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Shallow Provocateurs

In DDF’s “Weekend Links” post, he included an article written by Wesleyan President Michael Roth link in the Wall Street Journal. The article is a relatively short and interesting read about “why universities need affirmative action for the study of conservative, libertarian and religious ideas.” Here is one quote I would like to highlight:

We are not interested in bringing in ideologues or shallow provocateurs intent on outraging students and winning the spotlight. We want to welcome scholars with a deep understanding of traditions currently underrepresented on our campus (and on many others) and look forward to the vigorous conversations they will inspire.

This principle is something that I hope people of good faith can agree on. What do you think?

Of course, it is a much trickier question to ask, who gets to decide if some one is a “provocateur” or a “scholar”? My answer is that I trust any faculty member to decide if someone is a scholar. I do not trust students to the same degree and I am OK not giving them carte blanche to invite anyone they want to speak on campus.

Regardless of who gets to decide, I am confident that speakers will be invited that some groups will see as a “provocateur.” When that happens, what is the appropriate response? I think there are several options: protest the speaker, provide counter programming that illustrates the “provocateur’s” lack of scholarly bona fides, engage (and defeat) them in the arena of ideas, expose the nefarious motivation behind the people who invited them. However, I do would be extremely hesitant to ban the speaker or allow violent protests to keep the speaker from presenting their view.

7 Comments (Open | Close)

7 Comments To "Shallow Provocateurs"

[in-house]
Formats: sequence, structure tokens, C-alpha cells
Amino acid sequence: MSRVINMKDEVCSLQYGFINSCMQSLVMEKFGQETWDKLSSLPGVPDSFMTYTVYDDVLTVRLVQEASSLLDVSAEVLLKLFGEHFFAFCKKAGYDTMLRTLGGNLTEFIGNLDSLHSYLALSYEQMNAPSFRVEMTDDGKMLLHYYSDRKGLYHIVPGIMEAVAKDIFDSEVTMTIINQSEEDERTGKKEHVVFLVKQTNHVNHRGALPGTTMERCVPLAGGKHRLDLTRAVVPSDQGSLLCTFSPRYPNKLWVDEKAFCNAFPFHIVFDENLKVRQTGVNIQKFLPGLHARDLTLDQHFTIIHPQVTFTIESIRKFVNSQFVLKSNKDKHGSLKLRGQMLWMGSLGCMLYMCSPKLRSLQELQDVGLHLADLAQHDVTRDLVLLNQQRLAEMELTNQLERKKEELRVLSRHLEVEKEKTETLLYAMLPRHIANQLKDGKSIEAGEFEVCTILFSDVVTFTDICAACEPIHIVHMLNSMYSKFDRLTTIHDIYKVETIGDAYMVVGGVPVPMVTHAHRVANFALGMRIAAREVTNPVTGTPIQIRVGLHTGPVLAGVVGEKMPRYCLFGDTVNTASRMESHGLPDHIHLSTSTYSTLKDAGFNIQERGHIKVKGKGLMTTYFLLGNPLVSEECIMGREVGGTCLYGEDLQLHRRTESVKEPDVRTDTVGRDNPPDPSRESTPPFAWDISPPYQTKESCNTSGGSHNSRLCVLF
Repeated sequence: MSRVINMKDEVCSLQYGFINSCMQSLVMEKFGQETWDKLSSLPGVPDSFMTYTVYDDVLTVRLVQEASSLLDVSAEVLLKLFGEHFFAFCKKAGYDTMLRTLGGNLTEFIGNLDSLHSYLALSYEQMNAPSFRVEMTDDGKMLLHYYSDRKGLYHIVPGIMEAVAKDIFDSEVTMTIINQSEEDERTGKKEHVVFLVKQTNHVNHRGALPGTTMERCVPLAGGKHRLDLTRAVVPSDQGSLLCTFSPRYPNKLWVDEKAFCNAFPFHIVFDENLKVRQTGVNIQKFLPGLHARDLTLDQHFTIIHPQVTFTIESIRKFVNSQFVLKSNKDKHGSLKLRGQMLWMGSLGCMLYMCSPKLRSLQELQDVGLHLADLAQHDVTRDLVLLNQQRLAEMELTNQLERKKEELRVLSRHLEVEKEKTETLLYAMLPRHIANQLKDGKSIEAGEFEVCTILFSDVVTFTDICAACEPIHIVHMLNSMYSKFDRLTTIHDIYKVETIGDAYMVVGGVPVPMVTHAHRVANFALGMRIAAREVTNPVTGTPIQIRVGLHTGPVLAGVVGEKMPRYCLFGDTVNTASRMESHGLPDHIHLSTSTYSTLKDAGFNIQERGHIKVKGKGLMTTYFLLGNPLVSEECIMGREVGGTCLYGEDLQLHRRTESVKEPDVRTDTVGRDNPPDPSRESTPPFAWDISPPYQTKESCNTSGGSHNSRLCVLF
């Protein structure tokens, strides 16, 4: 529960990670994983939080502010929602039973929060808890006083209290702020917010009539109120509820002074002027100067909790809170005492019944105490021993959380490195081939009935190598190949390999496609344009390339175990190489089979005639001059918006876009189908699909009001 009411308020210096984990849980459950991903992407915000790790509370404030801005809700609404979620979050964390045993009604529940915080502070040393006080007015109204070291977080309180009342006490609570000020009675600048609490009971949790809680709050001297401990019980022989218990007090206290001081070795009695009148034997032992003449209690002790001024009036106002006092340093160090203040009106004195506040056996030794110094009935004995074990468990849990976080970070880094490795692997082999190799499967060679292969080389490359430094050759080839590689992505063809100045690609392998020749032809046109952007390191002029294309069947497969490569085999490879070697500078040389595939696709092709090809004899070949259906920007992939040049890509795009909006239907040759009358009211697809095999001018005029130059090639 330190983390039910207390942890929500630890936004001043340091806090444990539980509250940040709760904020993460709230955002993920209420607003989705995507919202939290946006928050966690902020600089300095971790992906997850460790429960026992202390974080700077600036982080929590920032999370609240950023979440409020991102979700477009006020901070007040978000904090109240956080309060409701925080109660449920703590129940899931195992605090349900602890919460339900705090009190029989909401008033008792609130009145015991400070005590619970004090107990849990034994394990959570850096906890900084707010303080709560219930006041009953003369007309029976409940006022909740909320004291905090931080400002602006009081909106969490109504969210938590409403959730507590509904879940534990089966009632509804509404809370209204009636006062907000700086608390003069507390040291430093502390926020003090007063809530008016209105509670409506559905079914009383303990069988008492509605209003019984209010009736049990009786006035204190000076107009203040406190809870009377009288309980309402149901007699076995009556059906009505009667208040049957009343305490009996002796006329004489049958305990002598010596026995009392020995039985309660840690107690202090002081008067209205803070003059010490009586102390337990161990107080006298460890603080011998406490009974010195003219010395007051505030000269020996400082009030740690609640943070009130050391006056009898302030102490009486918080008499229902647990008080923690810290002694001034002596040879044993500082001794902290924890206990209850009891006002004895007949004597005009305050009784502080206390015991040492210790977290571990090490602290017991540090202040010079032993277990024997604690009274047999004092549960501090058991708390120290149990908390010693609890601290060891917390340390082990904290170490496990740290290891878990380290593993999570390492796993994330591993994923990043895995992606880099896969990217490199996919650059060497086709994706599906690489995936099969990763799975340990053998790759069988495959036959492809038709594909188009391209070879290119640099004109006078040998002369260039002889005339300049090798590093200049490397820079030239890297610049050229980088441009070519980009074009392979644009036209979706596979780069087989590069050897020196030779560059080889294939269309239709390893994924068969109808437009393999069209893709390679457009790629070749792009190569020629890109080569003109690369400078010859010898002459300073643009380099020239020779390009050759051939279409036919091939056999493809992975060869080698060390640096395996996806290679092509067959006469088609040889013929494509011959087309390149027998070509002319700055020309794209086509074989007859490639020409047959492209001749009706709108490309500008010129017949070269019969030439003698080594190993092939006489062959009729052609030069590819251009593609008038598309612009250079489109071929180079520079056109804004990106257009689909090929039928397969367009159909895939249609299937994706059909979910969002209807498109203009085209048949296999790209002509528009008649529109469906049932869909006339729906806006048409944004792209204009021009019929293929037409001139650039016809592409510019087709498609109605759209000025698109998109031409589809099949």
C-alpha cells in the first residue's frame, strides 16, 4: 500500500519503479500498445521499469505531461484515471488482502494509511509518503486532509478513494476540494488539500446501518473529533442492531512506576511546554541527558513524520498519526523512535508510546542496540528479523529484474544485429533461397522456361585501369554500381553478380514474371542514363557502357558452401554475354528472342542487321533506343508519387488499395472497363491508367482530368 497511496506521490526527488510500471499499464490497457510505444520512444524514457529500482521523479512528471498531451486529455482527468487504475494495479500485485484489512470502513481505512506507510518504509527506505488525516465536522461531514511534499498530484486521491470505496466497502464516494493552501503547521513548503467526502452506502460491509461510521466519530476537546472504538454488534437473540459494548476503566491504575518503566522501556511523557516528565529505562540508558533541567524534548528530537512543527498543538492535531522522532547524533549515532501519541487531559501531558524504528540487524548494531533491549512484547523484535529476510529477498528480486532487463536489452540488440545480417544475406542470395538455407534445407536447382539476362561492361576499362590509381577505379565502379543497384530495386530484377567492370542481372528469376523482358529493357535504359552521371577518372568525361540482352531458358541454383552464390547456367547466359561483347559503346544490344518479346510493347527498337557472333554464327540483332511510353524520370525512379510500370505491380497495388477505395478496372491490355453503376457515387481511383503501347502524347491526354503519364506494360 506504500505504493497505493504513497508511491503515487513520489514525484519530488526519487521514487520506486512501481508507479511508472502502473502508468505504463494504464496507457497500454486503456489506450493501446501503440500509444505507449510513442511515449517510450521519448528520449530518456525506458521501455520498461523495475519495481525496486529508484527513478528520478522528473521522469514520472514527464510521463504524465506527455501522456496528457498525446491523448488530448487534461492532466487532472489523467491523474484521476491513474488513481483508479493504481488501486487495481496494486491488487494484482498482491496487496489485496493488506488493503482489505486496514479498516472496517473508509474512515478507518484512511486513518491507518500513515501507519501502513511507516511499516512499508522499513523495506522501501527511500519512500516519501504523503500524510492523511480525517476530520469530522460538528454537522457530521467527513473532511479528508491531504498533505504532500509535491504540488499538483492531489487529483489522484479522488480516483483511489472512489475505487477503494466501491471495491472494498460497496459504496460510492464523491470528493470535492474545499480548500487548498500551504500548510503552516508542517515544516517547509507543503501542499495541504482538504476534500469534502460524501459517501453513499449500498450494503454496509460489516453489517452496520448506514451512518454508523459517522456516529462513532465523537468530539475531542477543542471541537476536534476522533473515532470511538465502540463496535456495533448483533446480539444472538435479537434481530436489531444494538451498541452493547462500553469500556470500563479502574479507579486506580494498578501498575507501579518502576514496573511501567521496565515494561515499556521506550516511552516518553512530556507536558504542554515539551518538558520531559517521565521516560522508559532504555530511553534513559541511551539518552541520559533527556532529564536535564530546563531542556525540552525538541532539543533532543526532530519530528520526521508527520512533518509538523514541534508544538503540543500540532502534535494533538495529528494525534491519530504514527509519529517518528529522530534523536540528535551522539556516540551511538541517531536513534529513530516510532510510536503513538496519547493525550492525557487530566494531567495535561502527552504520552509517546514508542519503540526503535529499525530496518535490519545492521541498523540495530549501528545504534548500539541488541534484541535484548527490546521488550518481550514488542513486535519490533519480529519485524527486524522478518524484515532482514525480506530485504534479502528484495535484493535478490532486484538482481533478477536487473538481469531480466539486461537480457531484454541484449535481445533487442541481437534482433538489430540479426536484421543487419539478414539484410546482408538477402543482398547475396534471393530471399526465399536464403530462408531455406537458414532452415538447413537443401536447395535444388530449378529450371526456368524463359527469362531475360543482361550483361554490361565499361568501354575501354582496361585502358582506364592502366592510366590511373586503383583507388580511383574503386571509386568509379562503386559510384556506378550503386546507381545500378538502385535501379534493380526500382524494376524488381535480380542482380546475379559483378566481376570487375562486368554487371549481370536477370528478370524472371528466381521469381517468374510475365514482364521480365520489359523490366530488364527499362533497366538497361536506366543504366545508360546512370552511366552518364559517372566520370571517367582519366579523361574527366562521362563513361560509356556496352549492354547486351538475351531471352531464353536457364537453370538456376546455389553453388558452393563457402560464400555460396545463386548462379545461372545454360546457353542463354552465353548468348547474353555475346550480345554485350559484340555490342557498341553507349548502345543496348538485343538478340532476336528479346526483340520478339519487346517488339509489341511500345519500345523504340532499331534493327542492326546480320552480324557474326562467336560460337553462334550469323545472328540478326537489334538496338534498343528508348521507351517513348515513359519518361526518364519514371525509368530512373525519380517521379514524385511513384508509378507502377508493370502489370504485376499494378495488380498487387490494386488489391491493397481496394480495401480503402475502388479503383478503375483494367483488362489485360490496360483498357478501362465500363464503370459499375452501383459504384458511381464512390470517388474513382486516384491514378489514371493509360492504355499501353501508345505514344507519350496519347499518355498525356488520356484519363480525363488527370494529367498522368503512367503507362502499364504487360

#1 Comment By David Dudley Field ’25 On October 5, 2019 @ 11:50 am

Roth strikes as a poseur. Which Trump-supporting scholars has he brought to campus? I am unaware — pointers welcome! — of a single (public) Trump voter on the Wesleyan faculty.

#2 Comment By Abl On October 5, 2019 @ 12:40 pm

Which Trump-supporting scholars has he brought to campus?

That’s a misleading metric. “Trump-supporting scholars” (especially publicly) are a small-ish subset of “conservative, libertarian, or religious” scholars.

#3 Comment By David Dudley Field ’25 On October 5, 2019 @ 3:58 pm

Roth has been president of Wesleyan since 2007. How many publicly conservative faculty has he hired and/or tenured in that time?

They have to be public in their political views, otherwise (obviously) they won’t be provoking many “vigorous conversations.”

Would zero be a bad guess?

#4 Comment By abl On October 5, 2019 @ 5:47 pm

I 100% disagree that a faculty’s viewpoint has to be publicly available to you in order to inspire “vigorous conversations.” What matters most happens inside the classroom and few professors whose viewpoints help stimulate vigorous classroom (and hallway and office hour) conversation also represent those viewpoints in a way that are reasonably accessible to you or I. Professor Gerard has been at Williams for ages — would you have known, prior to the past ~5 years, that he had somewhat idiosyncratic (for Williams) views?

Regardless, it’s entirely plausible that President Roth has had a change of heart in this respect, and so I would measure the sincerity of his words based on who is hired over the next five years rather than who has been hired over the past ten. (Although I’m not really sure how one measures these things. It’s entirely plausible based on Wesleyan’s hiring needs and application pool, that it could desperately want to hire a conservative or libertarian faculty members next year and yet be unsuccessful.)

#5 Comment By Abl On October 5, 2019 @ 6:55 pm

David—what’s the rationale on turning off comments on weekend threads? FWIW, I really enjoyed the article on the golfer.

#6 Comment By Whitney Wilson ’90 On October 7, 2019 @ 7:00 am


I am planning to write about the golf story tomorrow (I also found it very interesting), so you will have every opportunity to comment on it then.

#7 Comment By David Dudley Field ’25 On October 7, 2019 @ 8:15 am

abl: Rational is that other author might want to use those links for posts, and I don’t want to start the resulting conversation ahead of time. Not sure if that is a good rational, but . . .

Also, you are an author! Create a post anytime you like about any topic you want!